Because they are usually the last people to arrive in the Christmas story, we usually talk about the magi on the 12th day of Christmas. But their “late arrival in the story” may have, more than anything else, had more to do with the distance they had to travel. So for this year, for a change, we’ll see if they can teach us something different than they do on Epiphany by letting them start us off on this first day of Advent, (which I sometimes use as an acrostic to say Advent is Anticipating Divine Visitation Expecting New Things).
Obviously, Magi were searching the skies (or they wouldn’t have seen anything). What was the purpose of their quest? Was it a cry for help in difficult times? Were they desperate for something new in their nation? Was it simply a normal discipline of their religious experience? Or was it something they weren’t even looking for, but once they saw it, they couldn’t “unsee” it. One thing we do learn from them is that God is so filled with love for people that he will communicate with signs in a way that --- if we are willing to look and listen, we will be able to understand.
Sometimes that is easier said than done. For example, I was born and raised in Michigan. On major intersections, where do we look for the traffic light? Center and high, draped and sometimes swinging on cables. But I’ve lived in other places where the lights were not hanging in front of the lanes but were on the corners of the street – where our pedestrian lights normally are. I had to relearn where to look to see what I was supposed to do on my journey.
Signs: Star – Nature
This text helps us know where and how to look to see what God is wanting to tell us. Hear the first section:
After Jesus’ birth, Wise Men from the east came to Jerusalem. They asked, “Where is the child who has been born to be king of the Jews? We saw his star when it rose. Now we have come to worship him.”
Mt 2:1b-2 (NIRV))
Whatever expertise they had, they knew how to understand and apply what they saw. We may or may not get such a direct message from nature – yet it is clear that if we look at creation through spiritual eyes, God can use it to speak to us and teach us. The Psalmist wrote:
The heavens declare the glory of God; the skies proclaim the work of his hands. Day after day they pour forth speech; night after night they reveal knowledge. They have no speech, they use no words; no sound is heard from them. Yet their voice goes out into all the earth, their words to the ends of the world. (Psalm 19:1-4 (NIV))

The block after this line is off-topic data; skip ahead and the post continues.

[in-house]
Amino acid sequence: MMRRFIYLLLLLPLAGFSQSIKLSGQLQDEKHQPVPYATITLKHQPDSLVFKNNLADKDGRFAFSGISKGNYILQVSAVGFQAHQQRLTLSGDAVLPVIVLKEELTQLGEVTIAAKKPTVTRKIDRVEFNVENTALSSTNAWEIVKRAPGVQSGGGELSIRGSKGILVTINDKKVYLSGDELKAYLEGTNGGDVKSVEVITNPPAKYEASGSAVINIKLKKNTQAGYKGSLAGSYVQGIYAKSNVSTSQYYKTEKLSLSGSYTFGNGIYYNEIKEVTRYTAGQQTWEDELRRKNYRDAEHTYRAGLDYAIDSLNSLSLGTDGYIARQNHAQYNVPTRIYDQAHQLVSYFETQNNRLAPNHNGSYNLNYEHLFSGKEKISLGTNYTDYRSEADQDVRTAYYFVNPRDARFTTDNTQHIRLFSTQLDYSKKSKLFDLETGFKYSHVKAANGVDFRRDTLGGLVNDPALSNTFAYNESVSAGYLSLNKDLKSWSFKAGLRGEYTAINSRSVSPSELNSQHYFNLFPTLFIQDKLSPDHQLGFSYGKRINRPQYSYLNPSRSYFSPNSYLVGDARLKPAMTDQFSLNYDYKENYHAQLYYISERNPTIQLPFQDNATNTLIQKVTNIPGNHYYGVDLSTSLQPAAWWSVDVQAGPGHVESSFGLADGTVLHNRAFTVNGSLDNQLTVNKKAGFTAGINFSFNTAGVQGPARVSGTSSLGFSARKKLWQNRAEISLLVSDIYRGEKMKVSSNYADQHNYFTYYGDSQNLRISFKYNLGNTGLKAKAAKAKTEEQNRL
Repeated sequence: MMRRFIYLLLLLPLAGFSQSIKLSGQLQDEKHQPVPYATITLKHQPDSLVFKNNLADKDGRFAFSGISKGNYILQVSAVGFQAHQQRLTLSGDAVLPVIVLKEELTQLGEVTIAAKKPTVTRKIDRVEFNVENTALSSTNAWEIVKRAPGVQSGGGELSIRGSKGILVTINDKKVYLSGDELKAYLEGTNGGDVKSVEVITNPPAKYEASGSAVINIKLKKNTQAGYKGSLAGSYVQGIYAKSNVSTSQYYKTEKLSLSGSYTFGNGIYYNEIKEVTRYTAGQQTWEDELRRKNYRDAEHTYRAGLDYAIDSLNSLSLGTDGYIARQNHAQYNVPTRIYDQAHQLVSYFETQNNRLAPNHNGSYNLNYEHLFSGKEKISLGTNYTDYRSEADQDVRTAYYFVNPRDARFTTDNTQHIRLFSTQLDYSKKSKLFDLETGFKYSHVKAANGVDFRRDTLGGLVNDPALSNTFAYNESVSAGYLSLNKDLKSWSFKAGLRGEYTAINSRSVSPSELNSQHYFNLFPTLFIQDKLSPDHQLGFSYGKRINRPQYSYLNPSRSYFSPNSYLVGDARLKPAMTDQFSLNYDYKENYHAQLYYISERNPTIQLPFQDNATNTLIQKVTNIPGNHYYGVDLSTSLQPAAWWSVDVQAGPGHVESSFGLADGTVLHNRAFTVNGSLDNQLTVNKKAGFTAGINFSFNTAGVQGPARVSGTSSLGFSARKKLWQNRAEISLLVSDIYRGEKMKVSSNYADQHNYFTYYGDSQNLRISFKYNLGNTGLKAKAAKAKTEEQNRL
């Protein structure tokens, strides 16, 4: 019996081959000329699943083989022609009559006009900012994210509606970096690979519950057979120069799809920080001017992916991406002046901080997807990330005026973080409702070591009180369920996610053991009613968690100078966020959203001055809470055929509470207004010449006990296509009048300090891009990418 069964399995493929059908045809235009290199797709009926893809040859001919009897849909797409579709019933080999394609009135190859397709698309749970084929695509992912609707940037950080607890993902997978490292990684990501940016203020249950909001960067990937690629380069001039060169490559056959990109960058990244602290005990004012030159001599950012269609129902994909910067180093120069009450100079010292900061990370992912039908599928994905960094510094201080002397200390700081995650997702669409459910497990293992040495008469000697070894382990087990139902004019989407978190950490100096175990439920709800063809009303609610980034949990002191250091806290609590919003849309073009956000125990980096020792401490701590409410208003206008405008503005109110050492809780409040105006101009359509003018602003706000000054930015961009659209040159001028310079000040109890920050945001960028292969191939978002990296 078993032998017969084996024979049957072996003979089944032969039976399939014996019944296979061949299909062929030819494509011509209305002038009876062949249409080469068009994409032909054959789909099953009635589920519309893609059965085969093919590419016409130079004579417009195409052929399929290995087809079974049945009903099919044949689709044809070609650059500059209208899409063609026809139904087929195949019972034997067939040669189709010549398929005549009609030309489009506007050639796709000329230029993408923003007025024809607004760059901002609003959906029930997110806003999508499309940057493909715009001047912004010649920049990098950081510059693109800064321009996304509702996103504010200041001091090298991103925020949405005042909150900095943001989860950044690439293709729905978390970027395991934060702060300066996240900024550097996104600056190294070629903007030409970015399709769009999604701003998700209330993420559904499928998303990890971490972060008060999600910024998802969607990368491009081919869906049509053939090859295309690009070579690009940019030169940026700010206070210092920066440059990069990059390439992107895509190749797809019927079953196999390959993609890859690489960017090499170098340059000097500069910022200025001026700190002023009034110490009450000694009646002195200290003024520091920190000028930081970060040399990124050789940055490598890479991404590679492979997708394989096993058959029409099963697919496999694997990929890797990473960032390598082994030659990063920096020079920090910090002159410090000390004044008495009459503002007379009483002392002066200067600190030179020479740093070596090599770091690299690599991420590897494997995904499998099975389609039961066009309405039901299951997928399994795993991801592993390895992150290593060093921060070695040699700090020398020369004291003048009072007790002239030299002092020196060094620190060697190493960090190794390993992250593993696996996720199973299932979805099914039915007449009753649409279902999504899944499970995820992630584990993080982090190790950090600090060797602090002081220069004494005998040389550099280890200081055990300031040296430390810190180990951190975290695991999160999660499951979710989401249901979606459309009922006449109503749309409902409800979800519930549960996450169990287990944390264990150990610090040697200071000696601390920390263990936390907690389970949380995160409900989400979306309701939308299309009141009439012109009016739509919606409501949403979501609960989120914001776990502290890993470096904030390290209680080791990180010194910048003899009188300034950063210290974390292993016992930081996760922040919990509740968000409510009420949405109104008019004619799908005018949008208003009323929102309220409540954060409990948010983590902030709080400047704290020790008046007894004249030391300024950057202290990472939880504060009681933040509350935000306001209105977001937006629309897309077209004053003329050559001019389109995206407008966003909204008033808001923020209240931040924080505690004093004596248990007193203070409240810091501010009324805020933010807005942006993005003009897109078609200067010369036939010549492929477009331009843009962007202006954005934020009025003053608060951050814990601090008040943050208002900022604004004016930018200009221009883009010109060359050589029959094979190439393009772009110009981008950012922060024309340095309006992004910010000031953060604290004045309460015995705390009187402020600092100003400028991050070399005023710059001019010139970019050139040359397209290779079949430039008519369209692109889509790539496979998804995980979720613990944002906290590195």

In my college days I remember going out on walks at night seeking – because I was in a receptive stage of my life, seeking and expecting, God used things, often common things around me, to teach spiritual truths. When such truths are verified (as best we can), the point isn’t just to learn, but to act on such things. The wise ones were so sure of God’s sign to them that they left home and traveled many miles – just to see what God was doing, because they understood that there was a king (foreign to them) that would have a huge impact no only among that king’s own people, but among all the nations of the world.
Priests / Prophets
Mature examples, Bible
The danger for us, of course, is that it is not always easy to accurately hear God’s proclamations through things that don’t speak actual words. That is why the last section needs to be qualified with “verify”. The text continues:
When King Herod heard about it, he was very upset. Everyone in Jerusalem was troubled too. So Herod called together all the chief priests of the people. He also called the teachers of the law. He asked them where the Messiah was going to be born. “In Bethlehem in Judea,” they replied. [and we already heard the Micah passage which they quoted to identify the place] Then Herod secretly called for the Wise Men. He found out from them exactly when the star had appeared. (Matthew 5:3-7 (NIRV))
The magi came asking whoever might have heard about what they sought. Word got to Herod, who isn’t the best example – but suffering from paranoia as he did – he certainly knew how to investigate for information. He consulted priests and scribes, who in turn consulted their knowledge of their Scripture for the answer. We too, should consult mature Christians for their wisdom in the Christian life. But even they are human, so ultimately, we must consult the life of Jesus in Scripture. Thus you see the encouragement in the bulletin for an Advent exercise of reading a chapter of Luke a day beginning today – The book concludes after 24 chapters, so on Christmas Eve you will have experienced this season the birth, life, teachings, and actions, including the death and resurrection and final instructions of Jesus, reminding us why we celebrate this season, and maybe each of us will also discover some
signs to follow – some changes in life we may need to make as we follow him, which leads to our last and most important sign of Christmas